When I entered the workforce in 1997, I wanted to find an employer that would offer me a long and fruitful career; a goal I shared with the Baby Boomer generation before me.
While this has been the experience of my wife, who has enjoyed 17+ years of employment with the company that recruited her out of college, I’ve worked for six companies in the almost 20 years since I graduated. One of the biggest things I’ve noticed? The social contract between employer and employee has changed.
Currently, the tenure of a knowledge worker is less than three years at a single company, and with the steady emergence of the “gig-economy,” I fully expect that number to continue decreasing over the next 10 years.
The rising cost of recruiting and retention accentuates the need, now more than ever before, for employers to do all they can to attract and retain high-performing individuals.
Tap into discretionary effort for maximum performance
I’ve had the good fortune of managing teams for the past 10 years. In that time, I’ve learned a great deal about how to get the most out of people.
To me, the goal of any good leader should be achieving maximum performance by tapping into the discretionary effort of their team members. By discretionary effort, I mean the level of effort people could give if they wanted; above and beyond the call of duty.
I always tell potential candidates that by hiring them, I’m purchasing 40 hours of their time per week, but my underlying intent is to tap into any discretionary effort they’re willing to exert by aligning their objectives to the success of their team, and the greater organization. To accomplish this, a clear understanding of the link between an employee’s efforts and business success is key.
Recognition for improved employee engagement
Employee recognition should be a tool that all leaders have at their disposal to elicit maximum effort from the individuals that value it (keeping in mind that not everyone does). Almost 70% of workers say they’d work harder if they felt their efforts were better appreciated.
Often, when employees feel valued, engaged, and emotionally committed to their work, they’re willing to go the extra mile for their company. The Corporate Leadership Council studied the engagement level of 50,000 employees around the world to determine its impact on both employee performance and retention. Two of the many important findings from this report were:
- Engaged companies grow profits as much as 3X faster than their competitors.
- Highly engaged employees are 87 percent less likely to leave the organization.
In the past, employee recognition was sporadic, often focused on tenure instead of performance. Sometimes it happened in public forums where leaders celebrated an individual’s accomplishments in a top-down fashion. Most of the time, recognition was given at the individual level in private conversations or correspondence (such as a performance review), likely not often enough to have a meaningful impact on employee engagement.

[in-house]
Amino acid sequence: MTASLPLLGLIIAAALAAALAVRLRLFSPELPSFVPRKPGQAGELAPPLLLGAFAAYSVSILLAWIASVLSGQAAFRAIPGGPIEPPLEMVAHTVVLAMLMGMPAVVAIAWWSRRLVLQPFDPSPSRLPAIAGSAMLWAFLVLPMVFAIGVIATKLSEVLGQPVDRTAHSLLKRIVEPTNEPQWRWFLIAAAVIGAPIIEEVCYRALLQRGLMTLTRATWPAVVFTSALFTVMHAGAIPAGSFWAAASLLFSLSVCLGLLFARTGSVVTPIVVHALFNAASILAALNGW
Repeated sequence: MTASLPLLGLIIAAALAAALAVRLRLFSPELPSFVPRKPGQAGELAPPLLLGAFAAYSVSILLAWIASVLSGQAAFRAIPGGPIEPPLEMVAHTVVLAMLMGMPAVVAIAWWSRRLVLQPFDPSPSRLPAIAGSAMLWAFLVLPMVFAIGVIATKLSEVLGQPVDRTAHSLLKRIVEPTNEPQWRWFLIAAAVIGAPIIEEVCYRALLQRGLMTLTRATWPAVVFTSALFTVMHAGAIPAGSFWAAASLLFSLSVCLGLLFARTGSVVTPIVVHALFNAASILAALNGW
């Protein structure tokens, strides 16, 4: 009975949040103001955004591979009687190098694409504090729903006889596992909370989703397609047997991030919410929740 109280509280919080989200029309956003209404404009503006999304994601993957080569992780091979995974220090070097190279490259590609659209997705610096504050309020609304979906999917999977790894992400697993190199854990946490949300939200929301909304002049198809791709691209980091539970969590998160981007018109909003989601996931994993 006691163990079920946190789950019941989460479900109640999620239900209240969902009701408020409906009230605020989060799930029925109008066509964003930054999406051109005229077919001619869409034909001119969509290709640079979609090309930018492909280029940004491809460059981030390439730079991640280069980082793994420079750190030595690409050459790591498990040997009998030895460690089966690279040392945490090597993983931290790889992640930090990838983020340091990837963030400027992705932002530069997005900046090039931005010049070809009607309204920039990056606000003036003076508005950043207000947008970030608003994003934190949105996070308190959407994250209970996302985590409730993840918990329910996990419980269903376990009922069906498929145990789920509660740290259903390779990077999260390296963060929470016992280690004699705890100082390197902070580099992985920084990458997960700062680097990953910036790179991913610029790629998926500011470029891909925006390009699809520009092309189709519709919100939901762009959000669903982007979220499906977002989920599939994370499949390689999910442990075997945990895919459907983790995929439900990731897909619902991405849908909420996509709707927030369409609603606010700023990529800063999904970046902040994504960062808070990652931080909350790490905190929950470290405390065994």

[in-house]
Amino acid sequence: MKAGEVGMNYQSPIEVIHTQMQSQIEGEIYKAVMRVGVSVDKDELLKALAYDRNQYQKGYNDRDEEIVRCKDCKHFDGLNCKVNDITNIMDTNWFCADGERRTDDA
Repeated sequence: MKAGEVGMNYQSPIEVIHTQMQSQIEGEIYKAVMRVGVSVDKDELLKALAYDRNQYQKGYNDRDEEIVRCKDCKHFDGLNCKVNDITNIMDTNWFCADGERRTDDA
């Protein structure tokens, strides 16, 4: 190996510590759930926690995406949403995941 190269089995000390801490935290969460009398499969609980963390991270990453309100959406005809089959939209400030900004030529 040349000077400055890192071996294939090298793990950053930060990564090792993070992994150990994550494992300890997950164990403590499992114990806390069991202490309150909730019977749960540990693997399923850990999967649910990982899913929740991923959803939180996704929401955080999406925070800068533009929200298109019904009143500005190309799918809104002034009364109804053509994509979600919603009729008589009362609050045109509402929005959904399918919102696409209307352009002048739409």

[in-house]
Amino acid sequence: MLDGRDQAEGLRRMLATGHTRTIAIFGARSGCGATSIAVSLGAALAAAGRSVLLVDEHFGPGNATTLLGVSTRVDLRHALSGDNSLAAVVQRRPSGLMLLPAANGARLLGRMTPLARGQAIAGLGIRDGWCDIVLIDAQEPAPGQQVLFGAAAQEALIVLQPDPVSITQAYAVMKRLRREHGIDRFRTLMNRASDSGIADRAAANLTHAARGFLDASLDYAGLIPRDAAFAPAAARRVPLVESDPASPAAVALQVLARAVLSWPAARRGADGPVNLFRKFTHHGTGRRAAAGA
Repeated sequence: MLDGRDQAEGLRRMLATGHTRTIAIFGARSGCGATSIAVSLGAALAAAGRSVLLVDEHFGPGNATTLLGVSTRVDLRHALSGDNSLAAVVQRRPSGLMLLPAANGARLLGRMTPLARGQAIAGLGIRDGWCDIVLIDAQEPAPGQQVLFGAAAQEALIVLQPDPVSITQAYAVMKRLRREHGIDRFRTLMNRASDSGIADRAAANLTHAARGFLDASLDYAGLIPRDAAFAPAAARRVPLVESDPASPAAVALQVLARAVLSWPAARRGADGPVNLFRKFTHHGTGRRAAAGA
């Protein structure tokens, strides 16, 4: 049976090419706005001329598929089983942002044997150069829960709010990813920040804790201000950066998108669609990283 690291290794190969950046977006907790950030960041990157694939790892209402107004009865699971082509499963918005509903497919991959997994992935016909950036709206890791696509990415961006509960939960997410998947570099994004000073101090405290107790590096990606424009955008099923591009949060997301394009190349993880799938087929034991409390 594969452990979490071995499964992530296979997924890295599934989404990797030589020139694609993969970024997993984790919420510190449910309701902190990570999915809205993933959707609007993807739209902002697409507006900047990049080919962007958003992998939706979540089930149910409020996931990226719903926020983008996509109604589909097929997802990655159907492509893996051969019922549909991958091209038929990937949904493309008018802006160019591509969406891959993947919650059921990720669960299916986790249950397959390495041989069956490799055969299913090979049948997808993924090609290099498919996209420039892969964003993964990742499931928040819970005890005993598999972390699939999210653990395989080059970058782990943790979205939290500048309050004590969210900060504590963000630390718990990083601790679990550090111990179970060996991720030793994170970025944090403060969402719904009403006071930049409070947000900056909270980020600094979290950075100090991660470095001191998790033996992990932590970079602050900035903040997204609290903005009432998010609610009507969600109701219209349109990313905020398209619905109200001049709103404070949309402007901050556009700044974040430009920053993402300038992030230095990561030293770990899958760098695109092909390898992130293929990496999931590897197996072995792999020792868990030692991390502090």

With the advent of the digital workplace, recognition can and should be given with more visibility and frequency; the end goal being a workforce made up of engaged employees.
Creating an engaging digital experience
Having tools that promote engagement and recognition is becoming essential to HR and IT initiatives in the evolving digital workplace. According to Aon Hewitt’s 2017 “Trends in Global Employee Engagement,” study, Rewards and Recognition ranked as the strongest engagement opportunity this year. But you need to find the right technology partner to help you provide an experience that your employees love to use in order for it to pay dividends.
I speak with companies daily that are faced with the challenge of replicating their “brick and mortar” culture in a digital environment. With their workforce spread out across offices, geographies, and time zones, they need to provide an employee experience that allows individuals to meaningfully connect to the company and their colleagues.
While many tools exist, those that focus on interoperability are the ones that are having the most impact. With the overwhelming quantity of tools and applications that exist inside an organization today, it’s critical to offer an integrated experience that plays to the strengths of each individual solution, resulting in a more efficient use of the entire technology portfolio.
To learn more about the impact employee recognition can have on engagement and performance, check out Achievers’ “Ultimate Guide to Employee Recognition”.
About the Author
Chris Myers is VP Partnerships & Alliances for Igloo Software, a leading provider of digital workplace solutions that help companies build inspiring digital destinations for a more productive and engaged workforce. Chris owns overall partner strategy for Igloo and is responsible for three programs – Technology Alliances, Channel Partners and Developers. Connect with him on LinkedIn.